MetaMask Address Poisoning Require Simple Antidote
MetaMask is warning its users against a growing new crypto scam called “address poisoning,” however the news has come bit late for some.
Cryptocurrency wallets can include one or more accounts, each with its own cryptographically-generated address, MetaMask explains in a release. However, these long hexadecimal numbers are intentionally difficult to remember, requiring the frequent use of copy and paste. This is precisely what address poisoning attempts to take advantage of.
How Addresses Become “Poisoned”
Instead of a sophisticated hack that compromises a protocol’s infrastructure, address poisoning rather relies on human psychology and the mechanics of crypto transactions. The following scenario is a case in point.
In this case, User A makes regular transactions to User B, which Attacker C becomes aware of utilizing software that monitors transfers of certain tokens, typically stablecoins. The attacker will then use a “vanity” address generator to create a hacker address C that closely matches user address B.
Attacker C will then perform a transaction of $0 between user address A and hacker address C. This results in the ‘poisoning’ of the address, as hacker address C becomes cached over user address B for user address A. Since hacker address C shares the same first and last 4 digits as user address B, Attacker C hopes that User A inadvertently uses their address when trying to transact with User B.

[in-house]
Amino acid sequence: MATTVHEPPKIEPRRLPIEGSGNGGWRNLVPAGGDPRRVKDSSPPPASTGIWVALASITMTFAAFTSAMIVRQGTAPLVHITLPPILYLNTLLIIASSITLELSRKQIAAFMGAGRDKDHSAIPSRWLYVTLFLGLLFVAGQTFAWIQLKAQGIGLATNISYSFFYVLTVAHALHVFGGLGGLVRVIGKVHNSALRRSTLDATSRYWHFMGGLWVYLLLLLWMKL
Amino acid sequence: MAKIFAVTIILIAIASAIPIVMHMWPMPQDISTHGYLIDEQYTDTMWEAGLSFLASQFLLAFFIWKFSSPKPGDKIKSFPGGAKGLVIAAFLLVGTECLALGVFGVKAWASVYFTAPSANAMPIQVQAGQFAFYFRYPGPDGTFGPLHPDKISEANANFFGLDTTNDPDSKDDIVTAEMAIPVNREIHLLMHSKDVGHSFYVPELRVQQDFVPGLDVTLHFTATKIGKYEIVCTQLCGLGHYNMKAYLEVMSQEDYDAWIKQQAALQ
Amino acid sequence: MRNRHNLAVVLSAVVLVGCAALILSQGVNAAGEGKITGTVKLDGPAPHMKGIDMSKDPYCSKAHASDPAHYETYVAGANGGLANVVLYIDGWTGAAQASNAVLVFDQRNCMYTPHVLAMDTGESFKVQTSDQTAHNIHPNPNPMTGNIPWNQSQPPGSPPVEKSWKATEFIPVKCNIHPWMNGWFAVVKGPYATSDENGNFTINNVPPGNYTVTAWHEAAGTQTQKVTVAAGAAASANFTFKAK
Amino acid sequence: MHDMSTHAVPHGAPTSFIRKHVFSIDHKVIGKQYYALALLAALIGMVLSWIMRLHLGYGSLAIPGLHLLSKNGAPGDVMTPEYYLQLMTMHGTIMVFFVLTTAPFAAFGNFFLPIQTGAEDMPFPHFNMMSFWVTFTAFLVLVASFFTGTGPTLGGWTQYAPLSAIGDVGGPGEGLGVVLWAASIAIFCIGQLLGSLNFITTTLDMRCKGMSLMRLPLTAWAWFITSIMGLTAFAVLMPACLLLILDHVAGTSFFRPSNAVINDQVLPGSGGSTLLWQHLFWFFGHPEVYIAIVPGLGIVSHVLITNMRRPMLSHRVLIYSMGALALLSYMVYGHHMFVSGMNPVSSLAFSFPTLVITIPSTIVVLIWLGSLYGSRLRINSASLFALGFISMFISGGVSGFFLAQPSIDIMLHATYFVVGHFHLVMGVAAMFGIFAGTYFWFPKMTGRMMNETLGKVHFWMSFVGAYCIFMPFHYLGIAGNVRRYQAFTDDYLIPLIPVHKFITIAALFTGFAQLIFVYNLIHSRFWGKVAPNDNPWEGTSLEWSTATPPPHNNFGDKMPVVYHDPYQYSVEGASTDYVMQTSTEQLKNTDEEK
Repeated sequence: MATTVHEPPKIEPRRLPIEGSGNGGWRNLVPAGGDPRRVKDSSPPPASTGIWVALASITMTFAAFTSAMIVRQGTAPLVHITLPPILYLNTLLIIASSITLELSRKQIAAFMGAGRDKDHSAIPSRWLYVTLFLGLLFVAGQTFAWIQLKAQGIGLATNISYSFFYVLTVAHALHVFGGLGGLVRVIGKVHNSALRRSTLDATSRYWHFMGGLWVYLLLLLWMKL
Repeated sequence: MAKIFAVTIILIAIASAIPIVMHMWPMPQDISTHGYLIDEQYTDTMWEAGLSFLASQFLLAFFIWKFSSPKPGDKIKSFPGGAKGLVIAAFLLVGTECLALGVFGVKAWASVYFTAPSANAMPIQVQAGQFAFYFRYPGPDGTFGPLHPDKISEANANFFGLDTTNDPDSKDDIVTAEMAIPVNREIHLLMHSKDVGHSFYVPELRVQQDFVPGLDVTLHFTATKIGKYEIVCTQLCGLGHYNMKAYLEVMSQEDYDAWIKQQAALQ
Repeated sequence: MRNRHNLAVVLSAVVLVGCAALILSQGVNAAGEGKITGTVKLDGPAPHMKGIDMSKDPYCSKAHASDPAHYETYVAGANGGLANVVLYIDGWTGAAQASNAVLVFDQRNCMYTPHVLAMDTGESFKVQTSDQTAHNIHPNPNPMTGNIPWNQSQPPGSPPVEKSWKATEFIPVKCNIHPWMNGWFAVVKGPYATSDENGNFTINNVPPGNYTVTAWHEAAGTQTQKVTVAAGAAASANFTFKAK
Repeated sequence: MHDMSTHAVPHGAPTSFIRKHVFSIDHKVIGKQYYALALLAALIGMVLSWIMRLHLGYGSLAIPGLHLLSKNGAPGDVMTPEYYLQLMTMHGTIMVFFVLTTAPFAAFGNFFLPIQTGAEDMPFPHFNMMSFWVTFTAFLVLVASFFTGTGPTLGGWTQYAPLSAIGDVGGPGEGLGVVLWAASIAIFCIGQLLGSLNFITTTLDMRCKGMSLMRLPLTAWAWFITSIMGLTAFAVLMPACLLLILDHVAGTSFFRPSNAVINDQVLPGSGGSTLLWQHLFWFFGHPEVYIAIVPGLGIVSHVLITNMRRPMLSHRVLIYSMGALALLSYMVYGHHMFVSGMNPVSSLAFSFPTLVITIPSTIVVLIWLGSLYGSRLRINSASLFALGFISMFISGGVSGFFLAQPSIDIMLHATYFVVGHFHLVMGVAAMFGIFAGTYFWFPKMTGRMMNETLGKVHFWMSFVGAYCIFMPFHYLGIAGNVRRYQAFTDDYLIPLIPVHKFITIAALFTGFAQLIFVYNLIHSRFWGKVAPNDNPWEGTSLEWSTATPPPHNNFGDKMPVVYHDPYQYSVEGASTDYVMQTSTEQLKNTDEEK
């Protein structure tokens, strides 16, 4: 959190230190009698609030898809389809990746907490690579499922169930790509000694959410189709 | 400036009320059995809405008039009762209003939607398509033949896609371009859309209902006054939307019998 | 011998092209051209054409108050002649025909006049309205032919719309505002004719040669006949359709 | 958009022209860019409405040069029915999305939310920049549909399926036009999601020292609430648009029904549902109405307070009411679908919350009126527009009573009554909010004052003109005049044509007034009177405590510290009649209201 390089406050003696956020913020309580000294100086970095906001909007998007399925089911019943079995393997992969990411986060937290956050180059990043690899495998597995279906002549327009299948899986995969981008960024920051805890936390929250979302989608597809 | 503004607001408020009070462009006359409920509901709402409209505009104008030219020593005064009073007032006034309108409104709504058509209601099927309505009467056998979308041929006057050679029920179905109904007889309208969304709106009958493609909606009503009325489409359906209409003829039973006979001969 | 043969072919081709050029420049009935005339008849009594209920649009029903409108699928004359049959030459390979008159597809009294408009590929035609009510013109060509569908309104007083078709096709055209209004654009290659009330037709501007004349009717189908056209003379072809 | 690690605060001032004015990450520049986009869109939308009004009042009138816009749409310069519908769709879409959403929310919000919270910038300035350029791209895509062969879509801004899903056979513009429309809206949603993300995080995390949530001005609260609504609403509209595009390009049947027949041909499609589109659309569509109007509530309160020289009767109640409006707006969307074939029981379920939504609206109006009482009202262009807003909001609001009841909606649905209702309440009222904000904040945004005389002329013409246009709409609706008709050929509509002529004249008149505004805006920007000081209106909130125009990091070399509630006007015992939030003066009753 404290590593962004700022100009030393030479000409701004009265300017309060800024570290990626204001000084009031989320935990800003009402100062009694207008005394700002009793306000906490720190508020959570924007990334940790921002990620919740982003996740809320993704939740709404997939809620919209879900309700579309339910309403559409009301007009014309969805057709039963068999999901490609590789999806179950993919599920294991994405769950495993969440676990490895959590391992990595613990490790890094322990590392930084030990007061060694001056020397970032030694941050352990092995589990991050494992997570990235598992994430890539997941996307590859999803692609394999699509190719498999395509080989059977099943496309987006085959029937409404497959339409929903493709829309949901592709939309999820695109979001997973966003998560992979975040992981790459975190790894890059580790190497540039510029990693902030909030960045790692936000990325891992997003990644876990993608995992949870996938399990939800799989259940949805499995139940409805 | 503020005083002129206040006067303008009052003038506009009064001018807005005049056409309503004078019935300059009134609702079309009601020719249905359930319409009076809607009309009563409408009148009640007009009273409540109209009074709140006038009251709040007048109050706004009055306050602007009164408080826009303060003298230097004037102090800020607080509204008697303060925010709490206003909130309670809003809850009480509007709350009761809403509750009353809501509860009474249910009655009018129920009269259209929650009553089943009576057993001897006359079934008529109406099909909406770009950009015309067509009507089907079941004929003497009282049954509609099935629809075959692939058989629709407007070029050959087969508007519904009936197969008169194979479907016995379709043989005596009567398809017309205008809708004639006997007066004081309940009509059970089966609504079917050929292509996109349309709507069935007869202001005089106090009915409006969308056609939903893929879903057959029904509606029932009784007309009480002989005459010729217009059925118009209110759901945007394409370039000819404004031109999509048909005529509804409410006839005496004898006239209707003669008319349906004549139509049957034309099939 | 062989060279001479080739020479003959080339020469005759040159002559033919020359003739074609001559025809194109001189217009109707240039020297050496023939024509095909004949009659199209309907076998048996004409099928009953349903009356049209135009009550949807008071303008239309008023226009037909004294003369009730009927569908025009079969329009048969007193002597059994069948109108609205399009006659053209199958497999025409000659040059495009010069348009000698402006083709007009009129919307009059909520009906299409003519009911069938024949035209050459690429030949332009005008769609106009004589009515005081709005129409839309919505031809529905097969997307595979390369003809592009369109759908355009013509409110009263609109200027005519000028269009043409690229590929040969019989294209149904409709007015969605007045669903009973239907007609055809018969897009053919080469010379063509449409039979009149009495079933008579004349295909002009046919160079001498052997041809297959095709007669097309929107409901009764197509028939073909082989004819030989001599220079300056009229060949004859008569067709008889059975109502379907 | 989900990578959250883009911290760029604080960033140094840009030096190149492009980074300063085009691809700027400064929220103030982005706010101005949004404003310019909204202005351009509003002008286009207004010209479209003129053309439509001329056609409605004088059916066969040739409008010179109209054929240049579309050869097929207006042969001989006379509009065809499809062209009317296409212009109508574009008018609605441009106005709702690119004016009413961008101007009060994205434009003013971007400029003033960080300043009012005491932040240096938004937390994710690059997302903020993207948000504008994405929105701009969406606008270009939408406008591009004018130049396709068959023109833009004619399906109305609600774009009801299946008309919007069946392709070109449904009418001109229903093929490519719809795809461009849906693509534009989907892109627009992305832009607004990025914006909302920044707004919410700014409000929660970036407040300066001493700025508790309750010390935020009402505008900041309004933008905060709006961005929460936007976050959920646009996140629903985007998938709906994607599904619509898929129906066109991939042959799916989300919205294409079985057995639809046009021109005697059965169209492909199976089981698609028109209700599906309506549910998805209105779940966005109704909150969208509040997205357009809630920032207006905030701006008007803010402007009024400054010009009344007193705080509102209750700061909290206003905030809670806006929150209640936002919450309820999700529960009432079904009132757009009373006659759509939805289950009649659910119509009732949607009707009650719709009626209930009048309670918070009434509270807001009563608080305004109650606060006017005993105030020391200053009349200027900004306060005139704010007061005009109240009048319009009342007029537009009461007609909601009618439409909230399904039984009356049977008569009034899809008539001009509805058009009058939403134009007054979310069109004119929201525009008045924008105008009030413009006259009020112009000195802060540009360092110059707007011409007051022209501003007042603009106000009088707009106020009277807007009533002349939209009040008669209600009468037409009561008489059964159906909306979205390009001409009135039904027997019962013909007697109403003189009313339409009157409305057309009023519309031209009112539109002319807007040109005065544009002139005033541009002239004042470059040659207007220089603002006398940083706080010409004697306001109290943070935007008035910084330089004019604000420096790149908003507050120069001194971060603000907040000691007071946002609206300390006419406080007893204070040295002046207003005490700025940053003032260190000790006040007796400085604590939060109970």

The scam can easily be avoided by thoroughly checking addresses before committing to transactions, however tedious.
Some users are disappointed by the delay in announcing the news. “MetaMask finally documents the address poisoning attack after 2+ months,” tweeted Han Tuzun. His post provided a link to an article explaining the scam with thorough detail dated from the beginning of December.
Tuzun further warned users about vanity address generators that could generate near identical addresses in seconds. The Twitter user also tasked infrastructure builders with sufficiently warning users in UI against such attacks.
This quickly led to a heated response from the crypto community, which prompted a post from developer ConsenSys on Dec. 6, to try and reassure its users.
BeInCrypto has reached out to company or individual involved in the story to get an official statement about the recent developments, but it has yet to hear back.